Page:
Programmable logic lontroller (PLC) is a digital computing operation electronic system specially designed for application in industrial environments.
It uses a programmable memory that stores instructions for performing operations such as logic operations, sequence control, timing, counting, and arithmetic operations, and controls various types of mechanical equipment or production through digital or analog input and output.
The development of technical requirements for the production of the US automotive industry has promoted the production of PLC.
In the 1960s, when General Motors Corporation adjusted the factory production line, it found that the relay and contactor control system was difficult to modify, large in size, loud, inconvenient to maintain, and poor in reliability. So the famous “General Ten” bidding index was proposed. .
In 1969, American Digital Equipment Corporation developed the first programmable controller (PDP-14).
After the trial on GM’s production line, the effect is significant;
In 1971, Japan developed the first programmable controller (DCS-8);
In 1973, Germany developed the first programmable controller;
In 1974, China began to develop programmable controllers:
In 1977, China promoted PLC in industrial applications.
The original purpose was to replace the mechanical switching device (relay module).
However, since 1968, the functionality of the PLC has gradually replaced the relay control board.
Modern PLCs have more features.
Its use extends from single process control to control and monitoring of the entire manufacturing system.
Microprocessors appeared in the early 1970s.
People quickly introduced it into the programmable logic controller, which enabled the programmable logic controller to add functions such as calculation, data transfer and processing, and completed the industrial control device with real computer characteristics.
The programmable logic controller at this time is a combination of the microcomputer technology and the conventional control concept of the relay.
After the development of the personal computer, in order to facilitate and reflect the functional characteristics of the programmable controller, the programmable logic controller is named Programmable Logic Controller (PLC).
In the mid-to-late 1970s, programmable logic controllers entered the stage of practical development.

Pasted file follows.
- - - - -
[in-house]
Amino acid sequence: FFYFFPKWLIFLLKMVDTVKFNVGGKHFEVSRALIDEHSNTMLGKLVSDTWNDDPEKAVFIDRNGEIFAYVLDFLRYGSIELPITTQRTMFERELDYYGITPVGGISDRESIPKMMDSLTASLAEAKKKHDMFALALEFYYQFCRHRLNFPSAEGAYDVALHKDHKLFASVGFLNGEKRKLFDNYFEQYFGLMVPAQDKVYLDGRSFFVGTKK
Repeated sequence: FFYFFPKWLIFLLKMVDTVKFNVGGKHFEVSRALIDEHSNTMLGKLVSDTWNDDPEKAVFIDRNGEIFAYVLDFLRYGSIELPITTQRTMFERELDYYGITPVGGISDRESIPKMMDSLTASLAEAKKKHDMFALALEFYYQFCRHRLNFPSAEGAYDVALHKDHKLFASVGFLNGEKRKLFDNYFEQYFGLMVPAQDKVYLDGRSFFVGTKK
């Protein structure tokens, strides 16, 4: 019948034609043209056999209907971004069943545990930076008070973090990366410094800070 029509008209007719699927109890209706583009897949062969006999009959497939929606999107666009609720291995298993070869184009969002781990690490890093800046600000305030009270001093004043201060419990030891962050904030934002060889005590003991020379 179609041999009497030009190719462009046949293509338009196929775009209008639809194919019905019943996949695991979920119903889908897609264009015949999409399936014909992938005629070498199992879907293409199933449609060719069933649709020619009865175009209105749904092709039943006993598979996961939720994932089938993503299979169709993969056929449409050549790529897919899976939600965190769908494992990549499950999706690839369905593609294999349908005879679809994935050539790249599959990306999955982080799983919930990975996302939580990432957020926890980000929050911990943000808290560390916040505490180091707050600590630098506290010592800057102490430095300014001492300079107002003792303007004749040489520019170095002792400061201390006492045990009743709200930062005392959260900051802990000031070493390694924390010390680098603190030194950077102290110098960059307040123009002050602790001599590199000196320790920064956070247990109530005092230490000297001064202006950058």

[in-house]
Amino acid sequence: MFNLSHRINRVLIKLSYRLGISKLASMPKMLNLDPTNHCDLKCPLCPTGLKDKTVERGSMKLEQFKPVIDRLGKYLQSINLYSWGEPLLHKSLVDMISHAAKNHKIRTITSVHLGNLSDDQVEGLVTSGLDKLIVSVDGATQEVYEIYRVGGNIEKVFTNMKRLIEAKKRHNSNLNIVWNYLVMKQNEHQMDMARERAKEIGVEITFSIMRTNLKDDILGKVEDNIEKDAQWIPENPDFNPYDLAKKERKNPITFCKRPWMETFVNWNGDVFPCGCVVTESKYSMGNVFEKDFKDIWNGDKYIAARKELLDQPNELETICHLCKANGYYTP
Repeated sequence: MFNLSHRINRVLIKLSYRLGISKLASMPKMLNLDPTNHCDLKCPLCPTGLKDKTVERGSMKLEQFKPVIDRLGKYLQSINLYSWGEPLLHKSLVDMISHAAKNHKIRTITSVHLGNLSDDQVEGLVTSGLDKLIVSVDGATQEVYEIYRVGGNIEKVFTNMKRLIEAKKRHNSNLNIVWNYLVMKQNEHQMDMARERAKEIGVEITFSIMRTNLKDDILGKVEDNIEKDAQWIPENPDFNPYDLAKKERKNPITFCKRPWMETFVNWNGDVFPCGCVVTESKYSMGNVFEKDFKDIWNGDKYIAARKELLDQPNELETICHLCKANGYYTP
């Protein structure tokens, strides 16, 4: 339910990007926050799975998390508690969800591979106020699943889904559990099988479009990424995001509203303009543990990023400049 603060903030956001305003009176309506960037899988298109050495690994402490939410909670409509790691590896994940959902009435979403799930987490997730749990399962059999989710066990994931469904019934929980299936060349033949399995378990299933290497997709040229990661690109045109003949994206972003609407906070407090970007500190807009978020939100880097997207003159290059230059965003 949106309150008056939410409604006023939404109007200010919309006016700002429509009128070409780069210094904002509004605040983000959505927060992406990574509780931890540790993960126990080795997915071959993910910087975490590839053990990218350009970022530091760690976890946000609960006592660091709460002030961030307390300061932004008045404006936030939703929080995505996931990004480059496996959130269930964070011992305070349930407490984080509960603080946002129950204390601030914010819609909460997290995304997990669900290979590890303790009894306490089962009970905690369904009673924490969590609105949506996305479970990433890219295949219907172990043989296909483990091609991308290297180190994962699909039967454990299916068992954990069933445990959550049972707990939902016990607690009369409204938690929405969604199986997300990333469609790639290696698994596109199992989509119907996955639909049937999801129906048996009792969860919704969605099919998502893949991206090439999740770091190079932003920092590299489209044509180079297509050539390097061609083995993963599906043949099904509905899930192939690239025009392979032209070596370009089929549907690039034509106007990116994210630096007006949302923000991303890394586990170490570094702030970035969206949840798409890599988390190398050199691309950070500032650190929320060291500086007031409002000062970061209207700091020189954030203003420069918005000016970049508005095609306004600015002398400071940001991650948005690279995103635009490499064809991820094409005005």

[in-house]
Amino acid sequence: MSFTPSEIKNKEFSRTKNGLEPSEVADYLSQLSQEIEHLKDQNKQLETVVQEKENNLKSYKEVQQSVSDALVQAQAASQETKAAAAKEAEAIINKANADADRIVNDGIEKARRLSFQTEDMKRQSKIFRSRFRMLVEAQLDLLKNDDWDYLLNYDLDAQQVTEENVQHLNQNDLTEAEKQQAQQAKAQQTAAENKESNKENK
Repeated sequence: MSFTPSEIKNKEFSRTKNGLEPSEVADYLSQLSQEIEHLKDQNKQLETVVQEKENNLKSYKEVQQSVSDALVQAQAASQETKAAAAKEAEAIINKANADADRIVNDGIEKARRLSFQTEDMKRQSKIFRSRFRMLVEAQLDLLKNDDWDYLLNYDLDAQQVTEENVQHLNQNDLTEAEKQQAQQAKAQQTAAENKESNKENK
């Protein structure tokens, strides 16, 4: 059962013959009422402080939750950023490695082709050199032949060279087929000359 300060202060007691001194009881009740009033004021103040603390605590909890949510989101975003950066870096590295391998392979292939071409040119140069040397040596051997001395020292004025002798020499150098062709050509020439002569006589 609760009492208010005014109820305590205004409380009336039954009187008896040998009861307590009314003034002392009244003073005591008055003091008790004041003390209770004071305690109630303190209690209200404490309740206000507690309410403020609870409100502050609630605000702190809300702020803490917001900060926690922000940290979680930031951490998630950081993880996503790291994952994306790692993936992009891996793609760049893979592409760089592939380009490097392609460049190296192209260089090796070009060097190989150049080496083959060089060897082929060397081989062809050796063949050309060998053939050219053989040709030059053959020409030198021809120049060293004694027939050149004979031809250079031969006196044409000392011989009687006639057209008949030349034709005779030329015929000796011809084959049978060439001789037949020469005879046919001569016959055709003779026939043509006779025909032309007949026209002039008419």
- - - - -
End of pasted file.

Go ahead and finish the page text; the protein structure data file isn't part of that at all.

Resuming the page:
Computer technology has been fully introduced into programmable controllers, making its function leap.
Higher computing speed, ultra-small size, more reliable industrial anti-jamming design, analog computing, PID function and high cost performance have established its position in the modern industry.
In the early 1980s, programmable logic controllers were widely used in advanced industrial countries.
The number of countries producing programmable controllers in the world is increasing and production is increasing.
This marks the beginning of the mature stage of the programmable controller.
From the 1980s to the mid-1990s, it was the fastest growing period of programmable logic controllers, with an annual growth rate of 30-40%.
During this period, PLC has greatly improved the ability to handle analog, digital computing, human-machine interface and network capabilities.
Programmable logic controllers are gradually entering the field of process control, replacing the DCS systems that dominate the process control field in some applications.
At the end of the 20th century, the development of programmable logic controllers was more adapted to the needs of modern industry.
During this period, mainframes and ultra-small machines were developed, various special functional units were born, various human-machine interface units and communication units were produced, making it easier to apply industrial control equipment for programmable logic controllers.
A programmable logic controller is essentially a computer dedicated to industrial control.
Its hardware structure is basically the same as that of a microcomputer, and its basic structure is:
- Power supply
The power supply is used to convert AC power to the DC power required inside the PLC.
At present, most PLCs are powered by a switching regulator.
- Central processing unit (CPU)
The central processing unit is the control center of the PLC and the core component of the PLC. Its performance determines the performance of the PLC.
The central processor consists of controller, operator, registers.
These circuits are concentrated on one chip and connected to the input/output interface circuit of the memory through the address bus and the control bus.